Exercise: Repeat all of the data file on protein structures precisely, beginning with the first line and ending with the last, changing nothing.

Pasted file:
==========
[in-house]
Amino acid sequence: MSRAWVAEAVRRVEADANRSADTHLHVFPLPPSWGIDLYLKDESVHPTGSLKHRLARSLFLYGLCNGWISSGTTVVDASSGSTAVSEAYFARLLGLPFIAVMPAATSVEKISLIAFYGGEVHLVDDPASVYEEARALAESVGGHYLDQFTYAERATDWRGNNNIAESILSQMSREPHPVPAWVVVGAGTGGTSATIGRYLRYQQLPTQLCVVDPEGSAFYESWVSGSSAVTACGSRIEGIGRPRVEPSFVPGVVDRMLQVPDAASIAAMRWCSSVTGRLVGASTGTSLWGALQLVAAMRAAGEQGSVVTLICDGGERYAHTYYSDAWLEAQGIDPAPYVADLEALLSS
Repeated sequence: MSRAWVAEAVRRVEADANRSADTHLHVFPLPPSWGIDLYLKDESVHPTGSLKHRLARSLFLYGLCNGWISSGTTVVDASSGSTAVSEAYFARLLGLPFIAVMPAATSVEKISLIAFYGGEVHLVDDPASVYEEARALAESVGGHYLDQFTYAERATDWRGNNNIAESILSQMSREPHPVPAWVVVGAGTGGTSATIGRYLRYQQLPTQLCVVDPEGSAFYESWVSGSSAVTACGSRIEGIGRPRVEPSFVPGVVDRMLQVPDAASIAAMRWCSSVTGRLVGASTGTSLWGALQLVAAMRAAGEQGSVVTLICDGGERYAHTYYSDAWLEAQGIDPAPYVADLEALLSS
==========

[in-house]
Amino acid sequence: MSRAWVAEAVRRVEADANRSADTHLHVFPLPPSWGIDLYLKDESVHPTGSLKHRLARSLFLYGLCNGWISSGTTVVDASSGSTAVSEAYFARLLGLPFIAVMPAATSVEKISLIAFYGGEVHLVDDPASVYEEARALAESVGGHYLDQFTYAERATDWRGNNNIAESILSQMSREPHPVPAWVVVGAGTGGTSATIGRYLRYQQLPTQLCVVDPEGSAFYESWVSGSSAVTACGSRIEGIGRPRVEPSFVPGVVDRMLQVPDAASIAAMRWCSSVTGRLVGASTGTSLWGALQLVAAMRAAGEQGSVVTLICDGGERYAHTYYSDAWLEAQGIDPAPYVADLEALLSS
Repeated sequence: MSRAWVAEAVRRVEADANRSADTHLHVFPLPPSWGIDLYLKDESVHPTGSLKHRLARSLFLYGLCNGWISSGTTVVDASSGSTAVSEAYFARLLGLPFIAVMPAATSVEKISLIAFYGGEVHLVDDPASVYEEARALAESVGGHYLDQFTYAERATDWRGNNNIAESILSQMSREPHPVPAWVVVGAGTGGTSATIGRYLRYQQLPTQLCVVDPEGSAFYESWVSGSSAVTACGSRIEGIGRPRVEPSFVPGVVDRMLQVPDAASIAAMRWCSSVTGRLVGASTGTSLWGALQLVAAMRAAGEQGSVVTLICDGGERYAHTYYSDAWLEAQGIDPAPYVADLEALLSS